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'New mums codeine alert'; 'Fresh HRT-breast cancer link'; 'Prostate cancer in obese men'

The big health stories from this week's papers, digested.

The big health stories from this week's papers, digested.

'New mums codeine alert'

The story Nursing mothers are to be warned of the risks of taking medicines containing codeine in the US after a baby was found to die of a morphine overdose, reports The Times.

The source The US Food and Drug Administration issued a warning yesterday following an investigation into the death of a 13-day-old baby. The infant was found to have suffered a morphine overdose because the nursing mother's metabolism broke down codeine more rapidly than usual.

Expert view The Medicines and Healthcare Products Regulatory Agency said the BNF already contained warnings on use of codeine products. 'We will be updating labels on all codeine-containing products, both prescription and over-the-counter.

'On very rare occasions, due to the mother's genetic profile, breastfed babies might develop side-effects due to presence of morphine in the breast milk. In the UK population only 1-2% are estimated to have the necessary genetic profile.'

'Fresh HRT-breast Ca link'

The story New research has reignited the row over the safety of hormone replacement therapy, says the Daily Telegraph.

The source A study published in the Journal of the National Cancer Institute found that between 2000 and 2003, HRT use fell by 41%, and the number of new cases of breast cancer by 5% per year.

Between 2001 and 2003 the number of oestrogen-positive cancers detected in women attended mammography screening fell by 13%.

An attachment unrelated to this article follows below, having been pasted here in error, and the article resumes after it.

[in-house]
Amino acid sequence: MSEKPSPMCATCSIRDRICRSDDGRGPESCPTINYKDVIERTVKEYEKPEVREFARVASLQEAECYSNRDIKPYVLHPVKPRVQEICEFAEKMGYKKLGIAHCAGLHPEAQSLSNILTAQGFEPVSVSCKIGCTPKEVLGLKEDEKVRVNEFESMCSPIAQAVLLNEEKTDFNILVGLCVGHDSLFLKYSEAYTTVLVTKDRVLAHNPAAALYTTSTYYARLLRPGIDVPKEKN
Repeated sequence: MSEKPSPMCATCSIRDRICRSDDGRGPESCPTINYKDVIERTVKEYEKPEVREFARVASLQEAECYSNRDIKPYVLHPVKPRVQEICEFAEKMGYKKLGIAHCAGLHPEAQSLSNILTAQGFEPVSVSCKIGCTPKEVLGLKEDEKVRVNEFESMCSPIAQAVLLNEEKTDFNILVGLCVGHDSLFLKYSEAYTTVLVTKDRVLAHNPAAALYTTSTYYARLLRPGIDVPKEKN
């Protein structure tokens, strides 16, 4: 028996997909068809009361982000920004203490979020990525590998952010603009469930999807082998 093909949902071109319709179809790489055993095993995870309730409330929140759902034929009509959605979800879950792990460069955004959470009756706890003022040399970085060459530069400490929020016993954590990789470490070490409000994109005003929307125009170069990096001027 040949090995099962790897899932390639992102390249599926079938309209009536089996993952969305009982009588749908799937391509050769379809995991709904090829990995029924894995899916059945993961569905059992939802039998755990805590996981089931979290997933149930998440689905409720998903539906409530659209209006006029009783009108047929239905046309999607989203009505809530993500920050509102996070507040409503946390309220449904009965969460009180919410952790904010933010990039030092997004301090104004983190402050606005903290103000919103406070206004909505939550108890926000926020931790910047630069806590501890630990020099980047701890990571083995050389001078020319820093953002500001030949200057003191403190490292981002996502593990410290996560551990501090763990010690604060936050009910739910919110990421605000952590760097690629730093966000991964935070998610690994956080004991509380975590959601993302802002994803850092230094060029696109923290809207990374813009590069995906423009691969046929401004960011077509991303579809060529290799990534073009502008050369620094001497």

In both cases the researchers, from the University of California, claim the drop in the number of breast cancer diagnoses is the result of the fall in HRT prescriptions.

Expert view Dr Sarah Cant, senior policy and information officer at Breakthrough Breast Cancer, said: 'It's encouraging that the incidence of breast cancer in the US has dropped, although there isn't enough information to say that a decline in HRT use has led to this decrease.

'We've known for some time that taking HRT can increase the risk of developing breast cancer, but short-term use is likely to have only a small effect.'

'Prostate Ca in obese men'

The story Obese men are prone to developing aggressive forms of prostate cancer, according to The Guardian and BBC News online.

The source Scientists from Sweden's Umea University compared 392 men who had been diagnosed with prostate cancer and an equal number of healthy controls. Their study, published in the International Journal of Cancer, found men who were insulin-resistant were at greatest risk of developing aggressive prostate cancer.

Expert view Dr Chris Hiley, head of policy and research management at the Prostate Cancer Charity, said: 'Prostate cancer, broadly speaking, comes in two types – one men can live with, and an aggressive potentially life threatening version. This study indicates that obesity might decrease the risk of being diagnosed with prostate cancer overall, but increase the risk of an aggressive form.'

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